Exadata features save the day for me more often than not, but it’s also the built-in features of Oracle Database that come to the rescue when I least expect it. A combination of an inline PL/SQL function and Exadata offloading helped me fix an issue with DATE columns whose values were not valid for the time zone when the date value was recorded.
Invalid DateTime Value in the Current Time Zone
In a few of my tables, there are columns defined as DATE that were inserted without any accompanying time zone attribute. In retrospect, the column would have been more accurate as a TIMESTAMP WITH TIME ZONE column, but the process for changing the data type of these columns won’t happen any time soon. Because Daylight Savings Time (DST) starts in the U.S. every March or April on a Sunday, the time of day moves an hour ahead and there is a gap from 2:00 A.M. to 3:00 A.M. For some yet undetermined reason, some of the DATE columns are recorded on this day between those hours, and we don’t find out about those rows until a conversion to a TIMESTAMP WITH TIME ZONE column is attempted with the relevant time zone. This SELECT statement shows what happens when I try to convert a non-existent DATE value (between 2:00 A.M. and 3:00 A.M.) to a TIMESTAMP WITH TIME ZONE data type.
select FROM_TZ(CAST(date'2022-03-13'+2.1/24 AS TIMESTAMP),'America/New_York') from dual;
On March 13th, 2022, the time moved an hour ahead, so 2:00 A.M. became 3:00 A.M. in New York (and in most every other time zone in the United States). The offset from midnight of “2.1/24” is 2:06 A.M., which does not exist on 3/13/2022, so I get an ORA-01878 error:
If there are only a few rows in a small table with this problem, they are easy to find. But I had a table with over 100 million rows, and I had to identify the bad rows as a first step.
A standard SELECT statement would give me the ORA-01878 error, but wouldn’t tell me which row or rows had the issue. I could write an anonymous PL/SQL procedure to find the problematic dates, but that would increase the complexity of the solution. As a hybrid approach, I decided to write a SELECT statement that included an in-line function — much like a CTE, but for PL/SQL functions that would only exist for the duration of the SELECT statement:
with function check_tz(in_dt in date) return timestamp with time zone is tz_nonexistent_date exception; pragma exception_init (tz_nonexistent_date,-1878); begin return from_tz(cast(in_dt as timestamp),'America/New_York'); exception when tz_nonexistent_date then return null; end; select /*+ parallel(8) monitor */ cust_id, subscr_begin_dt from cust_subscription where subscr_begin_dt is not null and extract(month from to_timestamp(subscr_begin_dt,'YYYY-MM-DD HH24:MI:SS')) in (3,4) -- March or April and extract(hour from to_timestamp(subscr_begin_dt,'YYYY-MM-DD HH24:MI:SS')) = 2 -- from 2 A.M. to 2:59:59 A.M. and check_tz(subscr_begin_dt) is null order by subscr_begin_dt;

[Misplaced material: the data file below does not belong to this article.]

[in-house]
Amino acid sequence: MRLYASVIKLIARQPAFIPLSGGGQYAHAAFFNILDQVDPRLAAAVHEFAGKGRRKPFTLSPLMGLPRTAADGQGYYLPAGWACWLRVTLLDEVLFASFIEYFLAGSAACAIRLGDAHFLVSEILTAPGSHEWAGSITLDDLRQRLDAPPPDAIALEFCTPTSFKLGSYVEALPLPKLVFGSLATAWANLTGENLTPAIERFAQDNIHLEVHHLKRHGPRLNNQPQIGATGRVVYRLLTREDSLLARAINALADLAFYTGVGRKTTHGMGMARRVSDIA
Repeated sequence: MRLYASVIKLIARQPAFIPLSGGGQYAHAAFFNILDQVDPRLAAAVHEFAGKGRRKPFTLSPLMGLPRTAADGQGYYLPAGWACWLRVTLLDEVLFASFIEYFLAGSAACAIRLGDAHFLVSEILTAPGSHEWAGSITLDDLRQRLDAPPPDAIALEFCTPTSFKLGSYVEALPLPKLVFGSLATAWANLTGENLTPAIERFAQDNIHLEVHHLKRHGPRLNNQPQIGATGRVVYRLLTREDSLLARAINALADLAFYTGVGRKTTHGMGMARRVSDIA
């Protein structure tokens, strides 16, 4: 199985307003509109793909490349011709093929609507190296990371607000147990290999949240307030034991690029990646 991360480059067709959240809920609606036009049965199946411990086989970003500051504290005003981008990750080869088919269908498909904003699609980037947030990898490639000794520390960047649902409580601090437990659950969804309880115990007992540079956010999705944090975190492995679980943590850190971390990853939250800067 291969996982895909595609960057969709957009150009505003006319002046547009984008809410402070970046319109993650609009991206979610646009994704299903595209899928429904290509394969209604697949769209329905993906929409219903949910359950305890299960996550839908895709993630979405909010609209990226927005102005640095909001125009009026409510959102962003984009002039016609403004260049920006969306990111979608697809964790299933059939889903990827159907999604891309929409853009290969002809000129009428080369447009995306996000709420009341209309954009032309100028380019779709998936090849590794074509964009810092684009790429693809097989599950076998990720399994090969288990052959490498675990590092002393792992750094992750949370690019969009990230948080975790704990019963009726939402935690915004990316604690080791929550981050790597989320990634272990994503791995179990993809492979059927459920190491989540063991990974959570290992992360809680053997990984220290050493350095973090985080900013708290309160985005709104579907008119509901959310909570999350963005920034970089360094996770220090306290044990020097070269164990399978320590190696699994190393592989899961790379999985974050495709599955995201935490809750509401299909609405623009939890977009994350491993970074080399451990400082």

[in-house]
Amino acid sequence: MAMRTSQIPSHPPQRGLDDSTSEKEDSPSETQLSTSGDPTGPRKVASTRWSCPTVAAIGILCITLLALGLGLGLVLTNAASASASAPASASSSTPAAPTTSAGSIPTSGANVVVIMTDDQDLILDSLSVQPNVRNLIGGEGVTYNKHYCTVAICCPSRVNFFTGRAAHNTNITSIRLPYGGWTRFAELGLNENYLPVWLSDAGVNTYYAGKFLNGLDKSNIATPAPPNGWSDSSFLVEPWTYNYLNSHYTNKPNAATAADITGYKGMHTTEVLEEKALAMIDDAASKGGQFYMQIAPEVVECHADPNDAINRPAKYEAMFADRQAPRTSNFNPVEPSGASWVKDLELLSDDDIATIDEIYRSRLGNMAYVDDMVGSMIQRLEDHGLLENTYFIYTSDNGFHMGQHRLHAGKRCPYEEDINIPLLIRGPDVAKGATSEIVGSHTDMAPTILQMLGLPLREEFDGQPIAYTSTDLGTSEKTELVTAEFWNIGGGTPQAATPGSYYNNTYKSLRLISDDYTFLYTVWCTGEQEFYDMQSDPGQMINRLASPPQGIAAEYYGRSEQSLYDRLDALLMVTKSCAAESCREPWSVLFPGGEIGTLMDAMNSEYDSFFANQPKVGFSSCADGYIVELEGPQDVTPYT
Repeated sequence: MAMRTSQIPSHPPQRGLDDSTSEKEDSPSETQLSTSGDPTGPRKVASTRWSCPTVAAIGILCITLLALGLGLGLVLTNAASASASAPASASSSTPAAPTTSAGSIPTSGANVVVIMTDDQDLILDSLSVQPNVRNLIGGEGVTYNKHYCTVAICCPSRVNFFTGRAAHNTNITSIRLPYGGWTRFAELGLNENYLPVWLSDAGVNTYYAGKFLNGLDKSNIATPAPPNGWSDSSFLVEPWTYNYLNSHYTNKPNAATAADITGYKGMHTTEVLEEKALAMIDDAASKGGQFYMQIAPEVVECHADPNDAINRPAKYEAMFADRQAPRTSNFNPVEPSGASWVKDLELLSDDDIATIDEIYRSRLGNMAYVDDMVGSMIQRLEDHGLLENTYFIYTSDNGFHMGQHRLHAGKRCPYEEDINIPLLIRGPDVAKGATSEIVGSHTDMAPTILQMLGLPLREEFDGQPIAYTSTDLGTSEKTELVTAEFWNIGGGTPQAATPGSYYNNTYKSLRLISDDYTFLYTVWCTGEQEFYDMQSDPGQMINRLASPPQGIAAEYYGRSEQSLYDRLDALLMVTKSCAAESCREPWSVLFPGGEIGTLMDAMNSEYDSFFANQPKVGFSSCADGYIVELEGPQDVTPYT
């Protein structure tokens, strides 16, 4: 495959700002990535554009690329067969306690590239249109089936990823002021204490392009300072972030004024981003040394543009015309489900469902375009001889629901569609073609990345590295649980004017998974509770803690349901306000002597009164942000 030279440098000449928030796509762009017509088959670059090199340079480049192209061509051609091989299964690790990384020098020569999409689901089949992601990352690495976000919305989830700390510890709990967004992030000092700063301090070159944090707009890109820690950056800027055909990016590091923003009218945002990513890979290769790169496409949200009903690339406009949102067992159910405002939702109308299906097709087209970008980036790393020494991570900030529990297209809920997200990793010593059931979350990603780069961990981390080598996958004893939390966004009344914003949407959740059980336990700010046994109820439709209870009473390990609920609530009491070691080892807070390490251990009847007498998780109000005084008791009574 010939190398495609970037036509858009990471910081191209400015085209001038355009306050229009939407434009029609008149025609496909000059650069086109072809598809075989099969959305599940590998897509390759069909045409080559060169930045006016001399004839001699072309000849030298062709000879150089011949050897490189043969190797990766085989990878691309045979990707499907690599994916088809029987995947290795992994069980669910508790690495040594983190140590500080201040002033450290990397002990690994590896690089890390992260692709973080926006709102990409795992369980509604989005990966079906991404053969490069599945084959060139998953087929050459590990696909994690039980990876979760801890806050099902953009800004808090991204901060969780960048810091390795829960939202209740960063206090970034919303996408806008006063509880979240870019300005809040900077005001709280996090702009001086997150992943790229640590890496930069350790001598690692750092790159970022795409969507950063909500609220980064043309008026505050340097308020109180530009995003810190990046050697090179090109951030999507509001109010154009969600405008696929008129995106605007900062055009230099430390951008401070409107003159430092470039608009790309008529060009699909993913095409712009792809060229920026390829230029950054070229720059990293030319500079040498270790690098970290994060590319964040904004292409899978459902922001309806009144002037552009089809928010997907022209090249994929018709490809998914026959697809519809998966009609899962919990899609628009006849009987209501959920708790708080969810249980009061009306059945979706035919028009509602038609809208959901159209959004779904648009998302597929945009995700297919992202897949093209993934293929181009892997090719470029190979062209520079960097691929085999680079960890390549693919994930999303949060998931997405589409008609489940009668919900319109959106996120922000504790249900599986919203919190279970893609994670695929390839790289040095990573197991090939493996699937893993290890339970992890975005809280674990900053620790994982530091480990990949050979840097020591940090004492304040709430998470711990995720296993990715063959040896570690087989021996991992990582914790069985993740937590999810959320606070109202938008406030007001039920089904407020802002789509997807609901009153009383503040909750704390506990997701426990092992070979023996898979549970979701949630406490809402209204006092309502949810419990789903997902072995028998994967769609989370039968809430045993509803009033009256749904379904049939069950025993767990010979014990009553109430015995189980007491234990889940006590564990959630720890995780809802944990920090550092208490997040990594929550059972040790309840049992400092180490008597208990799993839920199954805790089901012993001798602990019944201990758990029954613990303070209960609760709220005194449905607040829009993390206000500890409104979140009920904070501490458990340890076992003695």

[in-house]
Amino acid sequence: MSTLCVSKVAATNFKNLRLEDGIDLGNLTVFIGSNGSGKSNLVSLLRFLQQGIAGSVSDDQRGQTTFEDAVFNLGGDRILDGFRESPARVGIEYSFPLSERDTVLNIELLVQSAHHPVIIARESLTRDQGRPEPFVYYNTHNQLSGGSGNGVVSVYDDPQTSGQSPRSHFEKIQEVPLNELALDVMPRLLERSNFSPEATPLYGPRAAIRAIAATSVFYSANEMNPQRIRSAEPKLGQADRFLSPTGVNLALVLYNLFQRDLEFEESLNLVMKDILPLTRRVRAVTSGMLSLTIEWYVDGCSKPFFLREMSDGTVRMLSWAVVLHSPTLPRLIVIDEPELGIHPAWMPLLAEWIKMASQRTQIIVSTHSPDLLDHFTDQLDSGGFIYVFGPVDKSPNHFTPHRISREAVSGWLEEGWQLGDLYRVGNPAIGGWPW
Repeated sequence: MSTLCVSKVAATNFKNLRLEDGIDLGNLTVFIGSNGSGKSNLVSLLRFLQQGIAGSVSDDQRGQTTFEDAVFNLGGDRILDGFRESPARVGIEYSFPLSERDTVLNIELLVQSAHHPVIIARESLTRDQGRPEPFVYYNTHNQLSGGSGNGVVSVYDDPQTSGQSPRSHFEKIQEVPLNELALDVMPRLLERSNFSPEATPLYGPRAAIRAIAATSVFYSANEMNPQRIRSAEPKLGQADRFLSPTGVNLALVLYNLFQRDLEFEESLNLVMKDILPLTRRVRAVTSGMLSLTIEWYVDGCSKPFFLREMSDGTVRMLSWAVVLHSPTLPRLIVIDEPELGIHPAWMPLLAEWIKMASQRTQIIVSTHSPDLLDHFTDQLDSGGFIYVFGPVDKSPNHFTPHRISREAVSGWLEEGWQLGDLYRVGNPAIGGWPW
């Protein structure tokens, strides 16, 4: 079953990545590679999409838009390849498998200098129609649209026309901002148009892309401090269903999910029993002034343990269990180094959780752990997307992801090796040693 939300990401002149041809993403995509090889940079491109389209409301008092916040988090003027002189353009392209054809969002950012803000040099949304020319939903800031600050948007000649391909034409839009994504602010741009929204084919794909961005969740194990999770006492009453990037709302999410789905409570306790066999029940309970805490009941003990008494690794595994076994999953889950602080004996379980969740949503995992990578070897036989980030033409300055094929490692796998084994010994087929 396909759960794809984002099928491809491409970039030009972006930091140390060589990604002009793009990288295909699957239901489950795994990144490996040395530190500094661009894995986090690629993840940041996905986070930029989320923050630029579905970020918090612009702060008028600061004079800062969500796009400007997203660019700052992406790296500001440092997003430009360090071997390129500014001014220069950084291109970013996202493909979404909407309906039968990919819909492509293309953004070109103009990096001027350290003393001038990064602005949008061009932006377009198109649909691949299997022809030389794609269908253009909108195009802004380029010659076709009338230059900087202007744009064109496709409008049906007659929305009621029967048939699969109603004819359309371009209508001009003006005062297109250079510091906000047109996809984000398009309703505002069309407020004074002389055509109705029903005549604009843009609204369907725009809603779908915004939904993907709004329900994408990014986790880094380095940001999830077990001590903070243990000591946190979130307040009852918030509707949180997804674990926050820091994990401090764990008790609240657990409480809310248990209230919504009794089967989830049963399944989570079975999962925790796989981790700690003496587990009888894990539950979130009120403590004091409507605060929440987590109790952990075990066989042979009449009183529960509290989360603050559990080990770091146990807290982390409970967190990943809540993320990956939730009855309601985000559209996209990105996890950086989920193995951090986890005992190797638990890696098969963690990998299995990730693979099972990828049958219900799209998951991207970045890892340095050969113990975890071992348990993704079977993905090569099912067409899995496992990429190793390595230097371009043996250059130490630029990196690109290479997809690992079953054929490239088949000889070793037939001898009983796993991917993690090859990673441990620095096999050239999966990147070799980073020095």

Because the function call is “in-line”, the context switching between SQL and PL/SQL is minimal, but that would add up for 100 million rows so I added two more key filters to the WHERE clause: the MONTH would have to be March or April, and the HOUR would have to be 2 (2:00 A.M. to 3:00 A.M.). I know it’s a “bad” date when the exception handler for ORA-01878 (and that error only!) returns a NULL value instead of the TIMESTAMP WITH TIME ZONE value for that DATE.
Exadata Offloading to the Rescue!
The run time was even faster than I expected, so I looked at the SQL Monitoring report to see why:
One or more of the predicates in my query along with a full table scan enabled offloading at the storage level. As a bonus, it was able to do the scan at the storage level with an index! Yes, a full index scan reminded me that indexes are still a thing on Exadata. Looking at some of the other execution statistics, I was able to offload 97% of the I/O to the storage level:
Most of the table data I needed was already in flash, and from that, only about 3% of it had to be returned to the compute (DB) layer. Looking at V$SQLFN_METADATA, I can see that the EXTRACT function (and perhaps TO_TIMESTAMP) can be offloaded to storage.
It’s not clear why TO_TIMESTAMP is listed twice in V$SQLFN_METADATA, but now I have an easy and fast way to identify DATETIME values that technically don’t exist in a particular time zone. The recent initiatives to eliminate time changes and making DST permanent means I will hit these errors less likely. Until then, Exadata features will continue to make my job easier (not to mention helping me win friends and influence people).